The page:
Today, value chains offer opportunities to take small steps in production processes that entail low levels of initial investment. In this way, developing countries can enter international markets without having to produce sophisticated final products. Specialisation in specific tasks – such as automobile parts assembly in countries as diverse as Cambodia and Samoa – has allowed them to capture part of the value chain in ways which would not have been possible just a decade ago.
The emergence of GVCs, however, also poses new risks. Countries that are poor and distant, and that compound their isolation through policy barriers to integration, may well be left behind. Aid for trade is indispensible to enable these countries to integrate into the global marketplace and connect to value chains.
I agree with Simon Maxwell of the Overseas Development Institute (ODI), who said that the Policy Dialogue made “an incontrovertible case for aid for trade.” Nevertheless, challenges remain. The likelihood of declining aid volumes, increased tying of aid projects and the fact that outside the “aid-for-trade bubble”, aid for trade must still be justified against other priorities for development co-operation are just a few of these. Despite successes, there is no room for complacency.
SAVE THE DATE
2013 Global Forum on Development
The 2013 Global Forum on Development (GFD,4-5 April 2013, OECD Conference Centre, Paris) will promote better understanding of the shifting dynamics of poverty, and of what these will mean for poverty reduction policies in the post-2015 world. The GFD is the first in a series of three forums over the next three years focusing on “Preparing for the Post-2015 World”. These events provide a venue for high-level policy makers, academia, civil society and the private sector to exchange perspectives and explore challenges, opportunities and lessons learned. The OECD’s Development Assistance Committee (DAC), Development Centre, Statistics Directorate and Paris 21 are hosting the 2012 GFD in co-operation with the European Report on Development, Jeune Afrique and the Africa Report. For more information (including registration), visit
Policy dialogue on triangular co-operation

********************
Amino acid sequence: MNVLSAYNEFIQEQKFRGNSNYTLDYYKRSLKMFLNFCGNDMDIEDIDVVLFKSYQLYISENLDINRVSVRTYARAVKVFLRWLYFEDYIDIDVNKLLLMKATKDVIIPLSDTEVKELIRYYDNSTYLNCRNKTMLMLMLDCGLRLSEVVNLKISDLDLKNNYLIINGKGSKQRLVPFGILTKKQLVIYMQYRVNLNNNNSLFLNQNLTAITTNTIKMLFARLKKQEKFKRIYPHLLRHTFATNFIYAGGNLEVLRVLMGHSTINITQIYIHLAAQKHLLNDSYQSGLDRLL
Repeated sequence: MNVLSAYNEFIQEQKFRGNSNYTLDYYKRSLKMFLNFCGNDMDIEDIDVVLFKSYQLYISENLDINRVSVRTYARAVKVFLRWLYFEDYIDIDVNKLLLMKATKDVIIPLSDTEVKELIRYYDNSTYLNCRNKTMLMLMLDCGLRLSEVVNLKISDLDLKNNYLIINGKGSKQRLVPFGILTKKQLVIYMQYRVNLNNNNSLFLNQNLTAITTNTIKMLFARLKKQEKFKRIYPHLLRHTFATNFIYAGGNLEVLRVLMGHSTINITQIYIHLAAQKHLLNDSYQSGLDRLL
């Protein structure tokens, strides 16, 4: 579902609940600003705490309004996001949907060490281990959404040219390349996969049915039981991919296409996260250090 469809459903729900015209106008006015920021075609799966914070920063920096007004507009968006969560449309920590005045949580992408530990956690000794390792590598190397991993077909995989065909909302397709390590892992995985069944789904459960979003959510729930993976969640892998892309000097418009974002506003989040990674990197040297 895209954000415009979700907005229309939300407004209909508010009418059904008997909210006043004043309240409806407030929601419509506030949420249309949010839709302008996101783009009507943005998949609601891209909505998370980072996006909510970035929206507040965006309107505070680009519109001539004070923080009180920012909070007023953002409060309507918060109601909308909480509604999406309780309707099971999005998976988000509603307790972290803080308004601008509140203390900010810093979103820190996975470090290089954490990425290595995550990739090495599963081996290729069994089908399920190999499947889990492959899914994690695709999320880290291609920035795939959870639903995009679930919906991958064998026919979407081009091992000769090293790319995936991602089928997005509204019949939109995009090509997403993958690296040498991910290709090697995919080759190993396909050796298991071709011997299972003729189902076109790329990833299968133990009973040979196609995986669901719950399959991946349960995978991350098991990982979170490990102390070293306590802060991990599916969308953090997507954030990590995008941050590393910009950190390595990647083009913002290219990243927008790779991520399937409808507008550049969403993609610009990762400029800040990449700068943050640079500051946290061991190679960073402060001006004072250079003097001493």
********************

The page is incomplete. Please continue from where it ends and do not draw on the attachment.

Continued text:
The OECD Development Co-operation Directorate and the Camões Institute for Cooperation and Language will hold a Policy Dialogue on Triangular Cooperation in Lisbon, 16-17 May 2013. The conference will provide an opportunity to build consensus on the main characteristics of triangular co-operation, share lessons on good practice and identify actions to support and promote more and better triangular co-operation. This conference will also feature the launch of the OECD report on triangular co-operation (forthcoming). The conclusions of this Policy Dialogue will be presented to the Global Partnership for Effective Development Co‑operation with a view to encouraging debate and joint action in the area of triangular co-operation. For further information about DAC Global Relations, see www.oecd.org/dac/dacglobalrelations, and for more about Camões Institute for Cooperation and Language, see: www.instituto-camoes.pt.
Third Global Meeting of the International Dialogue on Peacebuilding and Statebuilding
The third global meeting of the International Dialogue will take place on 19 April 2013 in Washington D.C., USA. Covering the theme “The New Deal: Achieving better results in fragile states and shaping the post-2015 global agenda”, it will focus on the successes achieved at the country level through the New Deal for Engagement in Fragile States. Participants will also discuss concrete action to inform the post-2015 development agenda and global discussions on peace and security.
Detailed final 2011 aid figures released by the OECD-DAC
Final aid figures for 2011 were released on 20 December 2012. These figures add significant detail to the preliminary official development assistance (ODA) statistics released yearly in April. The final figures show that in 2011, net ODA was USD 134 billion, representing 0.31% of donors’ combined gross national income. OECD’s Aid Statistics data are unique in their richness, comprehensiveness and scope of coverage. They cover aid- and development-related official and private flows from DAC members, multilateral agencies, regional development banks, a large number of non-DAC countries and the Bill and Melinda Gates Foundation. The OECD estimates that it captures 95% of global ODA spending. Access the 2011 aid figures.